Most travel lead programs do not cost anything up front. Instead, the company may generate some income by taking a higher portion of the commission split. If the commission split from a leads program is lower than your standard commission with the host/franchise/consortia, you may also want to ask if this modified commission split continues with future bookings for the same client.
4. Who do the travel leads belong to?
This is an important question to ask in case you ever leave the host agency/franchise/consortia to join another or get your own accreditation. If the lead belongs to the host/franchise/consortia, that means that the client cannot stay with you if you change host agencies. This is similar to a travel agent employee who quits working at a storefront agency, where clients typically go back to the agency rather than follow the departing agent. So even if you develop a relationship with that client and work with them for a long time, you may not be able to keep their business.
5. What is the average close ratio of the leads among agents?
Remember that the travel company is not responsible for closing the sale. That's on you! But a closing ratio can give you an idea of how quality the leads are. If the closing ratio is lower, it might be okay if you receive more monthly leads.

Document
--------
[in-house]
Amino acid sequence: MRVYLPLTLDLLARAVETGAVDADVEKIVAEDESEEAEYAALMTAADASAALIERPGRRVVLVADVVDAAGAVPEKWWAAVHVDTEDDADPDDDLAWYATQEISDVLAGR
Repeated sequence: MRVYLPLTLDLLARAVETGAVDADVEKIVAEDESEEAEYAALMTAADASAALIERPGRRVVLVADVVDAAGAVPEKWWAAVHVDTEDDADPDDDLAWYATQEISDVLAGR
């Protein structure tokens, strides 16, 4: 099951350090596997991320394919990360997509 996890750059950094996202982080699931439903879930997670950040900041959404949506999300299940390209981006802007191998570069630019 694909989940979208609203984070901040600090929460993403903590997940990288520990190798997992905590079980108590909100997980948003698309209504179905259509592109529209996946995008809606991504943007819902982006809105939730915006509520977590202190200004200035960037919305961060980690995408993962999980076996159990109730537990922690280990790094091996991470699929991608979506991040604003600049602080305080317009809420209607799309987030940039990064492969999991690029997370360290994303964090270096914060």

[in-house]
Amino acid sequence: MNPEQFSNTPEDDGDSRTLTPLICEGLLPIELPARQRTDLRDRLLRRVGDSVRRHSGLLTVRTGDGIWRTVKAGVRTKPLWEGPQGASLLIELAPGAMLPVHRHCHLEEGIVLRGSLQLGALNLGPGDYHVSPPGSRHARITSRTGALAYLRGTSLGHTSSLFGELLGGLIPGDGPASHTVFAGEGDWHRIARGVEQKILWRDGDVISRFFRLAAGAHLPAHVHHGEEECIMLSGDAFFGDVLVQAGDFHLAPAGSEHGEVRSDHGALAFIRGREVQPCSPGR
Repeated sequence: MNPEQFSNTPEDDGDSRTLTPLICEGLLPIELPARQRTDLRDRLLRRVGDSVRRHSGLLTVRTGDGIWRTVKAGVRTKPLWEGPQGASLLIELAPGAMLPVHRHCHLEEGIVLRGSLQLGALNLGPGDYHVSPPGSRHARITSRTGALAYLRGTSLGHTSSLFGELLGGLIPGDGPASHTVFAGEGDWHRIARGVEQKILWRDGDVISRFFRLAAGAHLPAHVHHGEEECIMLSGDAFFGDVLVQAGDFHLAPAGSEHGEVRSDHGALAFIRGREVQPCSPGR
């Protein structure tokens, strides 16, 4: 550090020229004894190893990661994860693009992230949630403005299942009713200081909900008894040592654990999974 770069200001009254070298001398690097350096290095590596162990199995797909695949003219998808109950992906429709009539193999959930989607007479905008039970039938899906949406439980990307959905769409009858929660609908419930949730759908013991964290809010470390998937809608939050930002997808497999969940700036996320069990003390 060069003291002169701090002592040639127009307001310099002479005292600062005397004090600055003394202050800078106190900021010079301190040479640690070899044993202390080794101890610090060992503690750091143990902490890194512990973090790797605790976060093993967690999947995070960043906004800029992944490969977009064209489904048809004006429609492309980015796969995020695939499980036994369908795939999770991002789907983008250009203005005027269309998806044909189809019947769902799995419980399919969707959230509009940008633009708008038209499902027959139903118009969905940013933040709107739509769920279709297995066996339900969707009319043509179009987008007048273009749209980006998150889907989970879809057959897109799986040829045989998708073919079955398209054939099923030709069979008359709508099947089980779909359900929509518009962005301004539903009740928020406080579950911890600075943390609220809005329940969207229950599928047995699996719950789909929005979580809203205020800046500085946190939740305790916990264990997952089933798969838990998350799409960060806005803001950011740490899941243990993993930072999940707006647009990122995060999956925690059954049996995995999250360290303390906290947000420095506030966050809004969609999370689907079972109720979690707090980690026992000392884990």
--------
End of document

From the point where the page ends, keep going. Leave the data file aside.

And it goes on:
You’re probably thinking, gosh wouldn’t it be nice if there were a handy resource that outlined all that information? Well guess what?! You’ve struck gold . . .
Travel Lead Programs: Let's Compare
I reached out to our travel industry connections and asked them those very questions and we created a nifty table with the info.
Also, just because a company isn’t listed on this table, it does not mean that they don’t have a leads program. It just means they chose not to participate.
Travel Lead Programs Comparison Charts
Here's a list our listed travel companies who weighed in on their leads program. Click on their card to see the full info on their program. (I also recommend clicking on "view larger version" on bottom right corner. That will make it easier for you to sort by what you're looking for in a leads program.)
2. Other Lead Generating OPportunities
Below is a chart of travel companies that don't have formal lead programs, but (some) offer viable alternatives that may meet your needs:
Alternative Travel Agent Lead Generation Opportunities
Beyond hosts, franchises and consortia, some other organizations and suppliers may also offer agent directories that are consumer facing.
These are just a few examples off the top of my head. If you know of other, please let me know! If you're interested in membership to some of these travel organizations, ask if they offer this type of service. You can ask them the same questions above that you'd ask a host, franchises and consortia regarding close rates, and fees. Milk those memberships!
Moral of the story: You can lead a traveler to a travel advisor, but you can't make them book it. But I'm curious to hear from travel agents and your experiences of using (or having used) travel leads. What challenges and joys did you encounter? What questions do you ask?
Let us know—I'm really looking forward to hearing from you.